Childcare facilities continue to serve front-line families

As executive orders began piling up throughout March to close schools, restaurants, hotels and all other non-essential businesses, childcare facilities remained open. The essential nature of the business meant that even though it is a place where adults and children gather together in close quarters, it would have to adapt to continue its services.

Grocery workers step up to meet high demand

People stocking shelves and working behind a register never thought they’d find themselves on the frontlines of a global pandemic to ensure the public can continue to access food and other essentials.

Scholarship program aims to keep health workers local

A new partnership between Southwestern Community College and Harris Regional Hospital aims to help aspiring nurses afford their education while bolstering Harris’ ability to maintain a quality staff. 

Plott Creek developers submit site plan

When a controversial text amendment passed the Town of Waynesville Planning Board and Board of Aldermen in back-to-back public hearings almost two months ago, Mayor Gavin Brown told opponents that they’d again have their chance to oppose the development that instigated it. 

Knowing your neighbors: Vecinos health program is a bridge between migrant workers and the outside community

Whittier has been home to Elda Chafoya DePaz and her three children for less than a year, but it’s not their first summer in Western North Carolina.

In November, it will have been 12 years since DePaz, 36, left her native Guatamala to seek a better life in the United States. Life was hard in Guatamala, she said, with poverty everywhere you looked. She worked for a banana company there, tasked with separating 17 bunches per minute from the giant clumps of fruit that come from a banana tree. The work was done manually, with just a knife.

Moving the needle: Cashiers organizes to combat workforce development challenges

Spring can be a scramble at the High Hampton Inn and Country Club in Cashiers. Every year, after a long and quiet winter, the business prepares to reopen its kitchens, its golf greens, its rooms and welcome back the guests as trees leaf out and the cool mountain summer begins. 

SEE ALSO:
• Larger labor pool, longer season make Sylva hiring easier
• Haywood County employers need workers

To meet the challenge, High Hampton’s human resources manager Sydneye Trudics embarks on a rampage of hiring, in a matter of months nearly quadrupling the club’s staff from a cold-weather crew of 50 to a summer peak somewhere north of 180. It’s not an easy task.

Larger labor pool, longer season make Sylva hiring easier

With a bigger local labor pool and a tourism season that wraps around most of the year, hiring in Sylva is an easier proposition than it is for Cashiers businesses — at least, that’s how City Lights Café owner Bernadette Peters sees it. 

Help wanted: Haywood County employers need workers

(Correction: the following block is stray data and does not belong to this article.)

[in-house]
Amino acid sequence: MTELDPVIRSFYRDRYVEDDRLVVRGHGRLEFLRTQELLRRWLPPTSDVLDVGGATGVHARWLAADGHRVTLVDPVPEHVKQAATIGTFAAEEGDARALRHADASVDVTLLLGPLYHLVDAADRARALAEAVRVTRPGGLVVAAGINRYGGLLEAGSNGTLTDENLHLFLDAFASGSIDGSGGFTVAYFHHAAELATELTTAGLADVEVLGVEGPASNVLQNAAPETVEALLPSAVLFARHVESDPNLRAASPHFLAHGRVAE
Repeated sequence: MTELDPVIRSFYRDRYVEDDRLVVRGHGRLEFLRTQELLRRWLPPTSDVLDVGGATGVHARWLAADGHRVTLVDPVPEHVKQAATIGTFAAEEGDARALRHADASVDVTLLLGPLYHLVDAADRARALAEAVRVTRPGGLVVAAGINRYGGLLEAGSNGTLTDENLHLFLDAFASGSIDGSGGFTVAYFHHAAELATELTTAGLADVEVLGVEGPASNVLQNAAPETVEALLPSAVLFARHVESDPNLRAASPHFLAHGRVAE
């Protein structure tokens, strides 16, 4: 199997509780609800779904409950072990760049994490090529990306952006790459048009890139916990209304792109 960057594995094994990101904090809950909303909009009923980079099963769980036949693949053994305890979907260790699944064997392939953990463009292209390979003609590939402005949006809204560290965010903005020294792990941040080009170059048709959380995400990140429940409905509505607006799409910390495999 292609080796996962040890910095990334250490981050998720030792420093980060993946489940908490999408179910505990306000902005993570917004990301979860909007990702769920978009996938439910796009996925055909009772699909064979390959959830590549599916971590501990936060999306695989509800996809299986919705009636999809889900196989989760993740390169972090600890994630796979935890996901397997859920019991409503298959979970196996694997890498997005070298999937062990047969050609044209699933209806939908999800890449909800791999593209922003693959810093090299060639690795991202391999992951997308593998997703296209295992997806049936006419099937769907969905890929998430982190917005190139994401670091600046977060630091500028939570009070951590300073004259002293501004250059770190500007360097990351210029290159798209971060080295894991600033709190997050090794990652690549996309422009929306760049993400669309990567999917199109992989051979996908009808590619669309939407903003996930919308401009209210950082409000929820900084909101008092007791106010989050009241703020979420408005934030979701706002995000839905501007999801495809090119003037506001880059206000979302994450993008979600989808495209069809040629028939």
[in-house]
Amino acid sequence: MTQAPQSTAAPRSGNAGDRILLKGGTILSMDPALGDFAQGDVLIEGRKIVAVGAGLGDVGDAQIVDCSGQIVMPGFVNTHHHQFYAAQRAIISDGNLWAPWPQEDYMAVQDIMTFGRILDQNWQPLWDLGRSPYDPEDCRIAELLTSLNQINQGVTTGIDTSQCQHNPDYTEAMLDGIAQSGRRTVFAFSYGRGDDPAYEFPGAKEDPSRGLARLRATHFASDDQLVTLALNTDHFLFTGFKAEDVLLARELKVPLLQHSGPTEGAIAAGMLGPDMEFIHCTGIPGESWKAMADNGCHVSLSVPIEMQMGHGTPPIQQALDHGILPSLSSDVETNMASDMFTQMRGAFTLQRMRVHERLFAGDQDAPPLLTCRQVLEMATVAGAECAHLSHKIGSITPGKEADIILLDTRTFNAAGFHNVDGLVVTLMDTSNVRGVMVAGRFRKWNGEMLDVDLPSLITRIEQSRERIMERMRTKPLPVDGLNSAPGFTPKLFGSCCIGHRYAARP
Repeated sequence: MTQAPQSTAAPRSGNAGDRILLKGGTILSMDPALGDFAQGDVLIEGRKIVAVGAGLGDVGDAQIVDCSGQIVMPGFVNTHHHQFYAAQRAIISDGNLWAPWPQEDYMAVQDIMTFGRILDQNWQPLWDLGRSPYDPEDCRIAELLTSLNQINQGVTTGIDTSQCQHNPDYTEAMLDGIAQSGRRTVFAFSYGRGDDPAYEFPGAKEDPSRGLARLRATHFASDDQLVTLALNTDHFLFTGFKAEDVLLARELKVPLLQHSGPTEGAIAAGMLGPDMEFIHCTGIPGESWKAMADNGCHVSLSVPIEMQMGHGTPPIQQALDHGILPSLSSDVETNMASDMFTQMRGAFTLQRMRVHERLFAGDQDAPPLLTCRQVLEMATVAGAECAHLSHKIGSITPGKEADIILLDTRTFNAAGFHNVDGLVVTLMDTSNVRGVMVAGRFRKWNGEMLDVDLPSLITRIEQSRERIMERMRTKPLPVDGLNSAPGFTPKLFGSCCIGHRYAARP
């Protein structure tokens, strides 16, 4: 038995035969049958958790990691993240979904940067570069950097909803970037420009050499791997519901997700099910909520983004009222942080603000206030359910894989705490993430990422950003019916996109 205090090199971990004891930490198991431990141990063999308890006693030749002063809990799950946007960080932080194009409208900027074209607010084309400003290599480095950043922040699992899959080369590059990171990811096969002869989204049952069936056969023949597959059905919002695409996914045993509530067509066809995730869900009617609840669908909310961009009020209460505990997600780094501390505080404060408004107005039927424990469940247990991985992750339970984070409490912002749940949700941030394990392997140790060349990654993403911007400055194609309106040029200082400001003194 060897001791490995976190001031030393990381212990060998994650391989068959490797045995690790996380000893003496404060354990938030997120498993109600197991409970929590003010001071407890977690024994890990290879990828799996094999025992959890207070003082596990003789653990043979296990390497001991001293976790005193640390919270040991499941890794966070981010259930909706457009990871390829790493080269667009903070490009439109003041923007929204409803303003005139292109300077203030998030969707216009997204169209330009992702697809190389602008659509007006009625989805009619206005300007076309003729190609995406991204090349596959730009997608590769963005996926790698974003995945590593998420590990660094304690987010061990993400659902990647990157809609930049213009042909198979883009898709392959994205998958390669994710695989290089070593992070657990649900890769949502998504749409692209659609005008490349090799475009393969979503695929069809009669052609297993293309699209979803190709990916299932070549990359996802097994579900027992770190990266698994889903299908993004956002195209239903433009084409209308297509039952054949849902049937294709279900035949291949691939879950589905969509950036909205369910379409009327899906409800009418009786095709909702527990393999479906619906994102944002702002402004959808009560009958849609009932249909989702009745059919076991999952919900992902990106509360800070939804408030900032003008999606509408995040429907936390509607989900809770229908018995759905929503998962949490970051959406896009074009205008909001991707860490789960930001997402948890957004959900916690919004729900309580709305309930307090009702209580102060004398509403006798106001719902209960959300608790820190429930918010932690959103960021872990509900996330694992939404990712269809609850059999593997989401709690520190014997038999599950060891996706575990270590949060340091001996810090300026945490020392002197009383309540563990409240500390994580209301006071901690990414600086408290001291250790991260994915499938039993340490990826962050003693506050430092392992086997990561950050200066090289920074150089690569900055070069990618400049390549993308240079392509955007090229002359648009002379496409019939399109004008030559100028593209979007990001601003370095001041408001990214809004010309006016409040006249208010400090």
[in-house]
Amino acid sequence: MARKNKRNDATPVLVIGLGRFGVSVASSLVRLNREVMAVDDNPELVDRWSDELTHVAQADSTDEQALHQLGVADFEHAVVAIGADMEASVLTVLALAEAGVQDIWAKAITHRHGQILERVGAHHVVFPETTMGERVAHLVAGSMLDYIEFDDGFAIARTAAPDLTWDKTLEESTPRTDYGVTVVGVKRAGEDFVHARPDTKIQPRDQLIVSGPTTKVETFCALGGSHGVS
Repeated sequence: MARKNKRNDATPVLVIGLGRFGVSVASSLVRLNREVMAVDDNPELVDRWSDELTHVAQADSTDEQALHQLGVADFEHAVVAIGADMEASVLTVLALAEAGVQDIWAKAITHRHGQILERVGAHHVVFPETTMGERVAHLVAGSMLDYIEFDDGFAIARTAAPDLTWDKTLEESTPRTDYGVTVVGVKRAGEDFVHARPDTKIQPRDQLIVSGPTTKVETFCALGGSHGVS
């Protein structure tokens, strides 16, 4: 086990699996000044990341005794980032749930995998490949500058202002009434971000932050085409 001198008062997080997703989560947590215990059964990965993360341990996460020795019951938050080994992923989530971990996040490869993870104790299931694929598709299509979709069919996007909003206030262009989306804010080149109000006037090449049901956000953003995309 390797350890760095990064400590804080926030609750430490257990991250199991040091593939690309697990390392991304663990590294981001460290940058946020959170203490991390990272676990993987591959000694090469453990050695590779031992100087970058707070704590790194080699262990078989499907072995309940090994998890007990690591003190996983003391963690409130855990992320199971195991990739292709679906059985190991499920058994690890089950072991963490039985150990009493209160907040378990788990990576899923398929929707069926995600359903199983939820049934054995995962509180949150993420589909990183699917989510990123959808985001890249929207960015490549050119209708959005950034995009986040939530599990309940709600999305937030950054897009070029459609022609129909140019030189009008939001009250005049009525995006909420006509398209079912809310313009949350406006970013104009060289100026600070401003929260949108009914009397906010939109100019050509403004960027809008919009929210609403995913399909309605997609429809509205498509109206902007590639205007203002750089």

Although Haywood County shares many economic similarities with Cashiers, it also sees challenges distinct from those of Jackson County.

Canton a ‘workplace of first choice’

haywoodCanton’s new budget includes a provision making it the first living wage certified government in Western North Carolina, but at the town board meeting June 23, aldermen took that measure one step further. 

HCC gets $2 million grant to re-train workers

Two million dollars in grant money is coming to Haywood Community College for laid-off workers to find a new place in the workforce.

The money is part of a grant from the Department of Labor that’s been handed out across the state. HCC got the funding by going in with nine other community colleges to try for money from the advanced workforce training pot.

“As one of 10 community colleges in the NC Advanced Manufacturing Alliance, HCC will participate in the creation of a new learning model to place the unemployed, dislocated workers and others in viable advanced manufacturing jobs,” said HCC President Rose Johnson in a statement.

The funding is geared towards training in advanced manufacturing, giving the unemployed an avenue into the more skilled sectors of manufacturing.

Schools in the alliance will share a total of $18.8 million over a three-year period.

Local and regional manufacturing outfits such as Sonoco Products, Consolidated Metco and West CATV Supplies are also a part of the project, along with Workforce Development Boards and JobLink centers across the state.

In total, the money will help unemployed workers in 17 counties, including Haywood and Buncombe, where A-B Tech also got a cut of the grant, though its share was much smaller at $357,645.

Across the country, only 32 community colleges were awarded funds from the $500 million grant allocation, though 200 applied.

A large component of the programs funded by the grant will obviously be designed to retrain low-skill workers, but the colleges will also be working with the industries these students are likely to end up in, assessing their needs and tailoring the programs to meet them. Online learning will also be given a boost by the money.

Elsewhere in the state, Robeson, Beaufort County, Craven, Fayetteville, Nash, Edgecombe, Davidson County and Surry community colleges are a part of the alliance that won the funds.

Officials at HCC said it was a bit too early to announce with certainty exactly what the influx of cash will fund; the awards were only handed out last week.

But a committee was scheduled to meet over the weekend to discuss just where the money should go.

There are, however, restrictions on what can be done with it. The federal grant can only be used to retrain workers and improve their skills, not for other college projects like building repairs.

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